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50 Years Later: Apollo 11

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Fifty years ago, a few days before my tenth birthday, I sat with my family, clustered around a black and white TV with a snowy picture. My dad was anxiously manipulating a knob on a box that rotated the huge antenna perched on the roof of our house, trying to align the antenna to pull in a viewable signal from TV stations 50 miles away.

Hours earlier, a couple of incredibly brave Americans had half-flown, half-plummeted a spindly craft to the surface of the moon.  While another just as brave man circled our nearest celestial neighbor, they were getting ready to do something humanity had never done before: Set foot on soil that was other than on Earth. 

Although I was a young kid, the significance of the moment we were waiting to see wasn't lost on me.  I can recall watching earlier Gemini rocket launches and splash downs, sometimes at home, sometimes at school, where TV's were wheeled into classrooms and our classes ground to a halt while our teacher explained what was going on.  The nation was caught up in the "Space Race", and I was caught up in it.  As I grew older, I remained enthralled by the space program, watching each subsequent moon landing.  As an Air Force airman I watched the first space shuttle launch on TV, amazed that NASA was launching something even bigger than the huge rockets used to send men to the moon.  Not too many years ago I first visited Cape Kennedy and finally got to see a shuttle up close. I was as awestruck as an adult as I was when I was an almost ten-year-old kid watching a snowy black and white image, many years earlier.

When Neil Armstrong planted his feet on the powdery surface of the moon, we cheered, and my dad set off firecrackers in the front yard. My Italian immigrant parents were never prouder to be Americans. 50 years later, I still have a vivid memory of that event.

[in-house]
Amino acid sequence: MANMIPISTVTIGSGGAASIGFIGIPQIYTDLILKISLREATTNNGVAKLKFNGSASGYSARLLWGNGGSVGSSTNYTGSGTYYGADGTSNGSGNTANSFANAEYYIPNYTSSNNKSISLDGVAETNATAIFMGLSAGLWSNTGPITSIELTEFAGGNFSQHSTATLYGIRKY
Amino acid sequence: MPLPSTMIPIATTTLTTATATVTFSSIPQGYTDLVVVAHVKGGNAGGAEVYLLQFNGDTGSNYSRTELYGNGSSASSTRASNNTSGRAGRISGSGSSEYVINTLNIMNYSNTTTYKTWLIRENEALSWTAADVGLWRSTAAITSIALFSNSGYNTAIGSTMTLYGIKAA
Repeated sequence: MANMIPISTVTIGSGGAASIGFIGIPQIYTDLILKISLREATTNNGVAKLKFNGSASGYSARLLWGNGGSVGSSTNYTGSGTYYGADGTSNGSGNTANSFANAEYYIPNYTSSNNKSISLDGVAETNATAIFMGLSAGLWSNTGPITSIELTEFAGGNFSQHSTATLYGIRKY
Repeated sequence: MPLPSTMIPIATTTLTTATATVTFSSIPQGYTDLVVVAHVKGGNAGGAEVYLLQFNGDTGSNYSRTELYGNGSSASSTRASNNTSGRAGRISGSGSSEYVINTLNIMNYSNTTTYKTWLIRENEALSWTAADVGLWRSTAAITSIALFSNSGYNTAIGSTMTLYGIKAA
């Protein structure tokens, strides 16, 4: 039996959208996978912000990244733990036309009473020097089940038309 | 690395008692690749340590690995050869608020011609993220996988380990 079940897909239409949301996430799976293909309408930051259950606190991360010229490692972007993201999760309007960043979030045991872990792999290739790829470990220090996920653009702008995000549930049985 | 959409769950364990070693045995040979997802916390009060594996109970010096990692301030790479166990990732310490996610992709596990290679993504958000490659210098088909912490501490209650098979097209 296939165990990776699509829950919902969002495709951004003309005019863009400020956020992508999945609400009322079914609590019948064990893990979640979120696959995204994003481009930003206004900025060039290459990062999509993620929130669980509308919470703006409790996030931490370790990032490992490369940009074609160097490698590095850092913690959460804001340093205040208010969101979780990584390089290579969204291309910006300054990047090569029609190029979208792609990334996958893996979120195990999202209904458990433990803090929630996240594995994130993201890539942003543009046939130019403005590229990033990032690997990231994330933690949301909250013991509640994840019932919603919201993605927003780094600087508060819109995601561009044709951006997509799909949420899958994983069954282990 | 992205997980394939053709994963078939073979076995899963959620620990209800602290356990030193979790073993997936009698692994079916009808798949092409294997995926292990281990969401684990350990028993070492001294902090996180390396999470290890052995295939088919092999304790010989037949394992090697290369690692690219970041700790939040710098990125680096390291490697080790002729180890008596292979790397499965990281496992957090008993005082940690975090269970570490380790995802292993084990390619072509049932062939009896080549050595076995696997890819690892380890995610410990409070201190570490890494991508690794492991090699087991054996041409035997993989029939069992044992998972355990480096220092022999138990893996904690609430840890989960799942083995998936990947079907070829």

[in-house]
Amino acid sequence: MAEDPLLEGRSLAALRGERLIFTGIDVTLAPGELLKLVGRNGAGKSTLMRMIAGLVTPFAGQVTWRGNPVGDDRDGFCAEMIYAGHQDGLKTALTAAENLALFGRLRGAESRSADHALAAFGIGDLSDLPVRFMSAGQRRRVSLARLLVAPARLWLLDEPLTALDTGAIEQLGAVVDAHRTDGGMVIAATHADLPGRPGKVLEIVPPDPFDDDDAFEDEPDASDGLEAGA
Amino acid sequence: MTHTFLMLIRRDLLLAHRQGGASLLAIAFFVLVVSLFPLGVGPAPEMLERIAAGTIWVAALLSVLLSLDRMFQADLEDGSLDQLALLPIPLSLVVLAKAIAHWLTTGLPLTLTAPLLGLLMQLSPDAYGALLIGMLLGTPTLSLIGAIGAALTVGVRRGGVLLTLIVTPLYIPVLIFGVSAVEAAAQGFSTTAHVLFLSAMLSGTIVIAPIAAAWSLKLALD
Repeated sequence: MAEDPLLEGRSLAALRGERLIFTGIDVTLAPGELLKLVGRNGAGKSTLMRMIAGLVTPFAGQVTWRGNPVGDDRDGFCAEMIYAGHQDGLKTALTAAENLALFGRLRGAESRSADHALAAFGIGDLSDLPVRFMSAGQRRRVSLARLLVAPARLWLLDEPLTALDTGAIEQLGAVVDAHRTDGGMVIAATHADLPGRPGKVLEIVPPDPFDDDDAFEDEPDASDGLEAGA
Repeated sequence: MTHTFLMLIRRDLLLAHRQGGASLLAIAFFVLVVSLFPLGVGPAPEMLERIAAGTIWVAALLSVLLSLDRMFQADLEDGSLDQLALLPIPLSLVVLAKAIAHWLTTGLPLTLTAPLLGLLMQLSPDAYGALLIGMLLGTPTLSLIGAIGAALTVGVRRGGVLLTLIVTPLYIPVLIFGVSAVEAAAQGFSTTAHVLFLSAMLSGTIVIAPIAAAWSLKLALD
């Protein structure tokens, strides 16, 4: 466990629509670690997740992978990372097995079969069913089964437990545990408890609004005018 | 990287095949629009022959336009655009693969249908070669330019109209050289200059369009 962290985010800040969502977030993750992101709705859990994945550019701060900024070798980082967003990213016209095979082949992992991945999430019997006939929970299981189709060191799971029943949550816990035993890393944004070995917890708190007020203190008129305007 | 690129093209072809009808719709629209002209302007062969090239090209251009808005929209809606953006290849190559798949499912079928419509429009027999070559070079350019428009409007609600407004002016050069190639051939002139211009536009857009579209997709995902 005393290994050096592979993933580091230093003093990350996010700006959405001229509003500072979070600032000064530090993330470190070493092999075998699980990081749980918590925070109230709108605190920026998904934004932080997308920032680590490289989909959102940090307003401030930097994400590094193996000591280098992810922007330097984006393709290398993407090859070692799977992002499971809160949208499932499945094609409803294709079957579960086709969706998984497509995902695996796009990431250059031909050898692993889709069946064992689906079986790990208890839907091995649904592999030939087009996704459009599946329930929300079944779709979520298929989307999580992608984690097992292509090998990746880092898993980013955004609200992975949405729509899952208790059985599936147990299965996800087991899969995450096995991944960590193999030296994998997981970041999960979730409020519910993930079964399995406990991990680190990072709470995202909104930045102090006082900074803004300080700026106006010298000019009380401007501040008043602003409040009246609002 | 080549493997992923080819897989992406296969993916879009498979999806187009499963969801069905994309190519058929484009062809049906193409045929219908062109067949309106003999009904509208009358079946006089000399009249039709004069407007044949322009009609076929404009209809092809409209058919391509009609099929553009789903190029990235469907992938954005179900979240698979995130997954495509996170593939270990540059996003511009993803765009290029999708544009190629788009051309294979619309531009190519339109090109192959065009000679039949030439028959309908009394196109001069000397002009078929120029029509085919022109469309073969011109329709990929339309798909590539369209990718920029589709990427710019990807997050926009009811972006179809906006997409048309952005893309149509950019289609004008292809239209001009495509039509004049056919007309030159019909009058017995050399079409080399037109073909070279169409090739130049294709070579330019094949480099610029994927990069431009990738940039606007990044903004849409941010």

The technology used to make the first moon landing of Apollo 11 happen was cutting edge at the time, but would be considered less than primitive today.  The cell phone in your pocket is many times more powerful than the computers used on Apollo 11, and yet, it was enough to successfully do the job. Think about that for a minute.



In any case, the space program has been responsible for many technological advances that we use 50 years later in our outdoor activities. The shock-absorbing insole in your favorite hiking boots or running shoes came directly from the Apollo program, as did the miniaturization of cameras, which makes the GoPro cameras attached to our backpacks or cycling helmets possible.  Water filtration systems we use resulted from the Apollo programs need to recycle water during long space flights.  These, and many more innovations, including the tech we commonly think of such as GPS, cell phones, digital cameras, either came directly or indirectly from our space program. 

Much of our society is too young to remember a time without the tech we take for granted in our everyday lives, but for those of us who can remember a time when there were only 3 TV channels (and you needed an antenna), or when making a phone call required using a telephone that was tethered to wall via a wire, watching the rapid advance of technology has been an exciting journey.

If you'd like to learn more about the Apollo space program, the Space Foundation Discovery Center is hosting an all day celebration this Saturday, July 20th.

Be Good. Do Good Things.

Bob Falcone is a retired firefighter, photographer, hiker, business owner and author of Hiking Bob's Tips, Tricks and Trails, available via his website. He has lived in Colorado Springs for  almost 28 years. Follow him on Twitter (@hikingbob), Facebook (@hikingguide), Instagram (@HikingBob_CO) or visit his website (Hikingbob.com). E-mail questions, comments, suggestions, etc to Bob: info@hikingbob.com.

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